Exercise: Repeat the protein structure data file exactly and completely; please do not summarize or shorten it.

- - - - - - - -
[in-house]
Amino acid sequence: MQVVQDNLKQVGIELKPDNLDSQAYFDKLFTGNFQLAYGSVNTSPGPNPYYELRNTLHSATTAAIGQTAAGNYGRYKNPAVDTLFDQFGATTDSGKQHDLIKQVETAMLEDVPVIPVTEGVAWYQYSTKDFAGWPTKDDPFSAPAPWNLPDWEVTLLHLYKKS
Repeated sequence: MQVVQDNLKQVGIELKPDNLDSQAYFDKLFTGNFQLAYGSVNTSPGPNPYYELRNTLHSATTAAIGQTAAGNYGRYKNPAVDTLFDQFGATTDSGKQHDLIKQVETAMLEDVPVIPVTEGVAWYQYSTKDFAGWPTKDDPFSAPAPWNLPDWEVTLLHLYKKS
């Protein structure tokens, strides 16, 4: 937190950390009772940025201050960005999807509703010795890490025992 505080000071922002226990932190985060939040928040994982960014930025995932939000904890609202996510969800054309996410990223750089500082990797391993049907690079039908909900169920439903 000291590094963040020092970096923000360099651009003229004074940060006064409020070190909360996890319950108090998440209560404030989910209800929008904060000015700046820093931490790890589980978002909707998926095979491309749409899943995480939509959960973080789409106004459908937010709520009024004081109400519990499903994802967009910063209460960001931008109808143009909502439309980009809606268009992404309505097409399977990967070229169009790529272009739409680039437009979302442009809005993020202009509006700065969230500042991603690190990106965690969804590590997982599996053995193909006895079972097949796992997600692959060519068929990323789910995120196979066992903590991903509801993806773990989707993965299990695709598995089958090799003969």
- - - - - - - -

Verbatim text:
[in-house]
Amino acid sequence: MQVVQDNLKQVGIELKPDNLDSQAYFDKLFTGNFQLAYGSVNTSPGPNPYYELRNTLHSATTAAIGQTAAGNYGRYKNPAVDTLFDQFGATTDSGKQHDLIKQVETAMLEDVPVIPVTEGVAWYQYSTKDFAGWPTKDDPFSAPAPWNLPDWEVTLLHLYKKS
Repeated sequence: MQVVQDNLKQVGIELKPDNLDSQAYFDKLFTGNFQLAYGSVNTSPGPNPYYELRNTLHSATTAAIGQTAAGNYGRYKNPAVDTLFDQFGATTDSGKQHDLIKQVETAMLEDVPVIPVTEGVAWYQYSTKDFAGWPTKDDPFSAPAPWNLPDWEVTLLHLYKKS
């Protein structure tokens, strides 16, 4: 937190950390009772940025201050960005999807509703010795890490025992 505080000071922002226990932190985060939040928040994982960014930025995932939000904890609202996510969800054309996410990223750089500082990797391993049907690079039908909900169920439903 000291590094963040020092970096923000360099651009003229004074940060006064409020070190909360996890319950108090998440209560404030989910209800929008904060000015700046820093931490790890589980978002909707998926095979491309749409899943995480939509959960973080789409106004459908937010709520009024004081109400519990499903994802967009910063209460960001931008109808143009909502439309980009809606268009992404309505097409399977990967070229169009790529272009739409680039437009979302442009809005993020202009509006700065969230500042991603690190990106965690969804590590997982599996053995193909006895079972097949796992997600692959060519068929990323789910995120196979066992903590991903509801993806773990989707993965299990695709598995089958090799003969």